20 Things You Might Not Know About The Woodstock Music Festival

Picture it: Upstate New York, August 1969.

1. The festival was organized in six months by Michael Lang, John Roberts, Joel Rosenman, and Artie Kornfield.

http://__username__

2. There was a total of 32 bands who performed under the sun, beneath the stars, and in the rain.

Via Discountpostersale.com

Baez… Janis… Santana… The Family Stone… GAH.

3. The festival was originally scheduled to take place in Woodstock, NY but since there weren’t any suitable ground sites, it was moved to a town called Wallkill.

http://__username__

Wallkill then decided they didn’t want a sea of drugged-out hippies in their town, so they enforced a law that banned the festival from happening.

Via Squidoo.com

In mid-July, only a month before the festival, Max Yasgur offered his dairy farm in Bethel, NY to be the official location for the Woodstock Music & Arts Fair.

http://__username__

4. The Woodstock Festival was released as a documentary in 1970 and was a great commercial success. It won the Academy Award for Best Documentary Feature.

Via Impawards.com

5. A live album of the concert was also released in 1970.

Via Game-ost.com

6. The couple featured on Woodstock’s live album cover, Nick and Bobbi Ercoline, are married.

http://__username__

40+ years of hippie marital bliss.

7. An estimated number of 400,000 people attended the Woodstock Music & Arts Fair.

Via Woodstockwitness.com

8. The thousands of flower children who flooded Bethel created a huge traffic jam.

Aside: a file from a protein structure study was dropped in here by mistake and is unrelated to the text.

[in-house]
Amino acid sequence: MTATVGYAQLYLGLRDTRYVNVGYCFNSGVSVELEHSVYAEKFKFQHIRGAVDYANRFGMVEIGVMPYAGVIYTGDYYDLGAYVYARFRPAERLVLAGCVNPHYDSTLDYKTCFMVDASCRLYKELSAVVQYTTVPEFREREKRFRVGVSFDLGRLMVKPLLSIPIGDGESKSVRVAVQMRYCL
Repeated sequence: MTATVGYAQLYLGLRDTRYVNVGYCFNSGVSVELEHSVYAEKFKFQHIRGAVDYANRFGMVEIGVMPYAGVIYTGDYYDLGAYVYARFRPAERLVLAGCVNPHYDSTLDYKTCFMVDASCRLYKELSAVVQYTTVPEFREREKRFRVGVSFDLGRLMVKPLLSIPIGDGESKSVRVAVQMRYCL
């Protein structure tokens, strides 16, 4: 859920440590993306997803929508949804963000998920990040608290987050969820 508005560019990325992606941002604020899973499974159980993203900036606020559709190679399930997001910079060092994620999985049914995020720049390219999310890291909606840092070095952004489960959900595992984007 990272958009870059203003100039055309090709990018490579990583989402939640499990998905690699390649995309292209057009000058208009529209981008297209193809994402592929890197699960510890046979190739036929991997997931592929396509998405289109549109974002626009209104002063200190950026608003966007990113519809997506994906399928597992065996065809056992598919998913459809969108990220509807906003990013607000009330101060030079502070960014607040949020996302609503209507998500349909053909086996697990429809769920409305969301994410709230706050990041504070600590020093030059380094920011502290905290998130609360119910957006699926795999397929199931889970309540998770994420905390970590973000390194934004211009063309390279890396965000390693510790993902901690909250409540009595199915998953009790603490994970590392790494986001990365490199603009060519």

http://__username__

Arlo Guthrie announced during his set that the New York State Thruway was officially closed.

http://__username__

9. Richie Havens wasn’t supposed to be the opening act, but the bands that were initially scheduled were late because of traffic. Richie improvised a song that would be forever associated with the Woodstock Festival: “Freedom.”

http://__username__

10. Tickets for the three day event were sold for $18 in advance and $24 at the site. But due to the unexpected invasion of flower children, the festival became free.

http://__username__

11. A Jewish Community made 200 sandwiches for the attendees. These hearty sandwiches, served with pickles, were handed out by nuns.

http://__username__

12. 90% of concert-goers smoked marijuana.

Via Dailyspeculations.com

13. These groovy signs were made so attendees wouldn’t get lost.

http://__username__

14. Neil Young refused to be filmed for the movie while performing with Crosby, Stills & Nash.

Via Derwesten.de

Neil sticking it to the MAN.

15. Jefferson Airplane demanded $12,000 for their set, and The Who, Janis Joplin, and the Grateful Dead also wouldn’t perform until they were paid.

Via Haaretz.com

16. Joni Mitchell was set to perform at the festival, but her manager advised her to stay back and appear on The Dick Cavett Show the next day.

Via Rockpeaks.com

Don’t worry though — she made up for it by writing the major Crosby, Stills, Nash & Young hit, “Woodstock.”

Via Youtube.com

17. John Lennon had an interest in performing at Woodstock, but he told organizers his entry into the U.S. was denied by President Nixon.

Via B1027.com

18. There was a total of 80 lawsuits against Michael Lang and the organizers, which were eventually paid off from the Woodstock film.

Via Itsartmag.com

19. There was a notorious thunderstorm toward the middle of the weekend, in which attendees chanted “No rain, no rain” to stop the rain fall.

Via Www1.topfoto.co.uk

20. Jimi Hendrix closed the event on Monday morning, performing a two-hour set. By then there were only 30,000 attendees because of the rain.

Via Areyouexperienced.net

Only a small chunk of hippies witnessed the greatest moment in rock history: Hendrix’s version of “The Star-Spangled Banner.”

Check out more articles on BuzzFeed.com!

This post was created by a member of BuzzFeed Community, where anyone can post awesome lists and creations. Learn more or post your buzz!

          
    Now Buzzing